- The defendant acted willfully;
- The defendant failed or refused to comply with an order or direction of a police officer;
- The order or direction was a lawful order at the time it was issued; and
- The police officer was invested by law with authority to direct, control or regulate traffic.
In State v. Burke, (No. 1 CA-CR 14-0438. Court of Appeals of Arizona, Division One. October 8, 2015), the Court recently examined the constitutionality of the statute after a prosecution by the Scottsdale City Prosecutor’s Office. The bench trial took place in the Scottsdale Municipal Court. After the conviction, the defendant appealed to the Maricopa County Superior Court arguing, among other things, that the A.R.S. § 28-622(A) is unconstitutionally vague and over broad.
The Court briefly recounted the facts of the case as follows:
“This case arises out of a routine traffic stop. After Burke allegedly failed to stop at a stop sign, a police officer pulled Burke over, asked him for his license and registration, and directed him not to move his vehicle. Burke disobeyed the instructions, drove his vehicle to the side of the roadway, called 911, and eventually exited his vehicle after additional officers arrived on the scene. Burke was arrested after exiting his vehicle.”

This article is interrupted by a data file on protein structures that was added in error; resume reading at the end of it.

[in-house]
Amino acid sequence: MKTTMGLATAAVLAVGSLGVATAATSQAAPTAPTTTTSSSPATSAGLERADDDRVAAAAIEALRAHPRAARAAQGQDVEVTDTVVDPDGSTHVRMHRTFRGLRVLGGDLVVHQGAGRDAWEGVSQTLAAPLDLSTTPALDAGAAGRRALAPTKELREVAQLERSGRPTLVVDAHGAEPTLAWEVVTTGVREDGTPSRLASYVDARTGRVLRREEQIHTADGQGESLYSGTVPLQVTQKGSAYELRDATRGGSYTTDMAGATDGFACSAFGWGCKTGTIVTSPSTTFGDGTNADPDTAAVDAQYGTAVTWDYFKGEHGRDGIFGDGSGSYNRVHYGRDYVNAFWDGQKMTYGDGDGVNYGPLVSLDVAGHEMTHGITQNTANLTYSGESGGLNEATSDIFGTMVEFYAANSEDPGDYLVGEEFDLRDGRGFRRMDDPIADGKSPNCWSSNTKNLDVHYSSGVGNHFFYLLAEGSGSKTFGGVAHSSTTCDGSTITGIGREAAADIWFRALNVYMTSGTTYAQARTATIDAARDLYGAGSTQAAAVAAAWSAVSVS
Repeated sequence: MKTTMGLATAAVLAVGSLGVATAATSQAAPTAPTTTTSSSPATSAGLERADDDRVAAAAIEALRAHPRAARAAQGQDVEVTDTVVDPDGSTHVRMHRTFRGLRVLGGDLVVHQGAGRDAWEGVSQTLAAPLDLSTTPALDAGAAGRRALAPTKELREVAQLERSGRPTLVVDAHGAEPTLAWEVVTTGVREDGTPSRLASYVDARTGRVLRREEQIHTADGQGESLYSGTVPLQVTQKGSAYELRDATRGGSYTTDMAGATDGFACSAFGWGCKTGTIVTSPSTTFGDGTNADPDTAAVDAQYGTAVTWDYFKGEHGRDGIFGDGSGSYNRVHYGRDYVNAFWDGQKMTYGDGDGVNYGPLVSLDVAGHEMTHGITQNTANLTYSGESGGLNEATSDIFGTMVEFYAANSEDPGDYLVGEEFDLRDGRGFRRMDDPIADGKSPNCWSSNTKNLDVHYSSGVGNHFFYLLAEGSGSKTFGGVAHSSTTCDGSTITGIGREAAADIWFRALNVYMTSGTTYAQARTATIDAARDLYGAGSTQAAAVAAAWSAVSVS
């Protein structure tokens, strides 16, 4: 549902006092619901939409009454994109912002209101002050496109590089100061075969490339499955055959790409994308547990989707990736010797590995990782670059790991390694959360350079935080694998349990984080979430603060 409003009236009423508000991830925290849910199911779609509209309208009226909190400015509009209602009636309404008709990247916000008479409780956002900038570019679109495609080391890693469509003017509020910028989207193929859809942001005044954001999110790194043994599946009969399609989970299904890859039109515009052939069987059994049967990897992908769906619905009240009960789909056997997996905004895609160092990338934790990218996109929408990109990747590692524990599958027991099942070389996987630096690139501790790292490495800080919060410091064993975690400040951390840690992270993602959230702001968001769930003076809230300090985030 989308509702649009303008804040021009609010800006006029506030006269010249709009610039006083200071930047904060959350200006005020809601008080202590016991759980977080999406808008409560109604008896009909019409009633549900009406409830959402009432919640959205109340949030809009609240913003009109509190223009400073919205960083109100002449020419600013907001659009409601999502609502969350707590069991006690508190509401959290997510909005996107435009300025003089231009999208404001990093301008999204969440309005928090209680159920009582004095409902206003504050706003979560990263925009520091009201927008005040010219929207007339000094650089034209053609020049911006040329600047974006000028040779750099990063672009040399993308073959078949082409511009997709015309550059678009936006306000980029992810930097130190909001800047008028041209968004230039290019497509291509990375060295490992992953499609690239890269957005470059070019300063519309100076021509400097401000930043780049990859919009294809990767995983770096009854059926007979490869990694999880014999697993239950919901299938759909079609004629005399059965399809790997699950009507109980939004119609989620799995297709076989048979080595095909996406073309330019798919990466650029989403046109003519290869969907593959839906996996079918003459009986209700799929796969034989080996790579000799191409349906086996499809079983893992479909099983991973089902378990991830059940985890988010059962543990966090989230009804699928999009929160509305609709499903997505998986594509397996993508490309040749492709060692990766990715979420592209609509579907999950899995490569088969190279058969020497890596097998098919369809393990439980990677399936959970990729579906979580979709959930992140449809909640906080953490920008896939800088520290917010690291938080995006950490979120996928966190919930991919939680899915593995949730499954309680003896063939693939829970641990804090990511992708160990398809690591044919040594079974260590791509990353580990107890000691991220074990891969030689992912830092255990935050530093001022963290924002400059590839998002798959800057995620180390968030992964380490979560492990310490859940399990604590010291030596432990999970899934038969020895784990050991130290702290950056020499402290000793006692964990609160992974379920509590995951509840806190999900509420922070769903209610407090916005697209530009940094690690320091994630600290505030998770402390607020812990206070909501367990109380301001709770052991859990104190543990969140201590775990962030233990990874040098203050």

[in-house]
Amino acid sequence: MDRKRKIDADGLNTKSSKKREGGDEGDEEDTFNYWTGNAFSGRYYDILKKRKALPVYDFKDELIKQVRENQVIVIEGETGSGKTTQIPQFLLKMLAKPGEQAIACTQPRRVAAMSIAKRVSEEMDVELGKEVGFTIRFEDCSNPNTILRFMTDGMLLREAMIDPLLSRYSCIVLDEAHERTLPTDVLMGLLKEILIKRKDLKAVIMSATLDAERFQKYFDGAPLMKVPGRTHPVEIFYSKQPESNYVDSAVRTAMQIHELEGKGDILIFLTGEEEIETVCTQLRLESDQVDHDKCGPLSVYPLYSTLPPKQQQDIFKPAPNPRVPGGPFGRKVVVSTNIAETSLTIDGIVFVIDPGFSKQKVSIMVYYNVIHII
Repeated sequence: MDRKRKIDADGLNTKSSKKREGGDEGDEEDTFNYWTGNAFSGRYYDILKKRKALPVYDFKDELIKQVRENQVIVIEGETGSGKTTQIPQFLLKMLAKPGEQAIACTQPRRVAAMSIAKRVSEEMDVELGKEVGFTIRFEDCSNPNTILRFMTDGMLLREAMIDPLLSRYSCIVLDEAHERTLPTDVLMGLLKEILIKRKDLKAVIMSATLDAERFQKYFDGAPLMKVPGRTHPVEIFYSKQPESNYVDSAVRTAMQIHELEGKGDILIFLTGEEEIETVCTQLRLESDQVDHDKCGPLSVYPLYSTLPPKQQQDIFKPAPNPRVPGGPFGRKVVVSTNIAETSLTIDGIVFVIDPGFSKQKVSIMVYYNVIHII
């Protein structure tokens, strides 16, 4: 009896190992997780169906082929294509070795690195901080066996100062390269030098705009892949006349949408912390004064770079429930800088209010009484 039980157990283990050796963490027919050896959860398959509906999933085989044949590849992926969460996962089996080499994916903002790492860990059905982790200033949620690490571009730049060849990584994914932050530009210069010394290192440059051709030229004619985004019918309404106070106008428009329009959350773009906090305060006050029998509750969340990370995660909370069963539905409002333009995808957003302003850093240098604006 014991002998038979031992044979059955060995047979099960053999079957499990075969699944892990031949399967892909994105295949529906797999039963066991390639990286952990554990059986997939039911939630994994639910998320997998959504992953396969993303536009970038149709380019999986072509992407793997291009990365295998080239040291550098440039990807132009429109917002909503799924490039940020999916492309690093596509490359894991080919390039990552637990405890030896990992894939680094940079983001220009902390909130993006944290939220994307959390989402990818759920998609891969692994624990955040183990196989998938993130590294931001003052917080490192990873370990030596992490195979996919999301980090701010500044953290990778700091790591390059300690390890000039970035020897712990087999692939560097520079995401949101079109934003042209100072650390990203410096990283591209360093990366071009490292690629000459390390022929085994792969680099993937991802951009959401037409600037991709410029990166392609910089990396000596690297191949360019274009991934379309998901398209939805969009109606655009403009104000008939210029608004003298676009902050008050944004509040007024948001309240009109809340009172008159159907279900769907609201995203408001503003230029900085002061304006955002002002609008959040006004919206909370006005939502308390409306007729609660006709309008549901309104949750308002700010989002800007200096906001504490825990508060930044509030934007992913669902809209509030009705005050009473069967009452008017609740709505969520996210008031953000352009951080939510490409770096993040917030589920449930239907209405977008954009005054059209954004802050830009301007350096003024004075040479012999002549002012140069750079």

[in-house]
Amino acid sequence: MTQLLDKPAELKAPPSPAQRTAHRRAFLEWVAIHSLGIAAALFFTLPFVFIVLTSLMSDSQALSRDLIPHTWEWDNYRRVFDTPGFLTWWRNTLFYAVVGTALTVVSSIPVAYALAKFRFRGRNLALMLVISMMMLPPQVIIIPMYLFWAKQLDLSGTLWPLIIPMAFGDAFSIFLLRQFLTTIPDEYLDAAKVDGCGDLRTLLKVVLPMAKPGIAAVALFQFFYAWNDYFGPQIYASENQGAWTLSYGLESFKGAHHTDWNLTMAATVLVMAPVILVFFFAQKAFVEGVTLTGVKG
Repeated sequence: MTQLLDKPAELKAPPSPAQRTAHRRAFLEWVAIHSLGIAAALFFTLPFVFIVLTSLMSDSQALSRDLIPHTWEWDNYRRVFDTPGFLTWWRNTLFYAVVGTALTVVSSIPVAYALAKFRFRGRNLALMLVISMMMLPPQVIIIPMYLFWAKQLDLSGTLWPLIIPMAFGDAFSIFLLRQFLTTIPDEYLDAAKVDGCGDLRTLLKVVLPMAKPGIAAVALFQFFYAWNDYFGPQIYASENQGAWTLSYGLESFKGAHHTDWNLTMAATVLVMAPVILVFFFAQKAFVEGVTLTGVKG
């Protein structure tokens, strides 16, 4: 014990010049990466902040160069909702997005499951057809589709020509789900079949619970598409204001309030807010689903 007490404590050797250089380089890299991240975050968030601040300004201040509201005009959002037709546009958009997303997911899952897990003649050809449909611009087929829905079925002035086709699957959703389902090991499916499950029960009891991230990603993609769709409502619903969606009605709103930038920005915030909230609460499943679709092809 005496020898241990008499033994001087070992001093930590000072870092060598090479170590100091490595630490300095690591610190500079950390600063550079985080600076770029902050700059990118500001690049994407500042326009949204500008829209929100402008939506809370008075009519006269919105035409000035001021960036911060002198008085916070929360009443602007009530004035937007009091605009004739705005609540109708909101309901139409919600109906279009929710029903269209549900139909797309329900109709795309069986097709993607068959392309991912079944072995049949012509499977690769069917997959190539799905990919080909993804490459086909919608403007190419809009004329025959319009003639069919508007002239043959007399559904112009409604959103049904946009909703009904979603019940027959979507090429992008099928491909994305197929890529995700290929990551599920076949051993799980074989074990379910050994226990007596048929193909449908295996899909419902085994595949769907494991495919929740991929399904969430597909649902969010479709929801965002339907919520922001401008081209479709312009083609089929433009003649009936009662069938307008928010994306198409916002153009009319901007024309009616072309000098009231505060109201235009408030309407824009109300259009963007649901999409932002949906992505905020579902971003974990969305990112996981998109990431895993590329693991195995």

On appeal the Court held that the statute was not vague because “the statute does not punish individuals for a mere failure to obey; instead, it requires a willful, or knowing refusal or failure to comply, which is tantamount to an affirmative act of rejection.”
Therefore, the Court found that the terms “wilful” and “wilfully fail,” as used in the statute, are not so indefinite as to be considered constitutionally invalid.
Burke also argued that the phrase “lawful order or direction” in A.R.S. § 28-622(A) lacks sufficient definiteness such that it is unconstitutionally vague. The Court recognized that the term “lawful order” was not defined by the Arizona Legislature in the statutory scheme.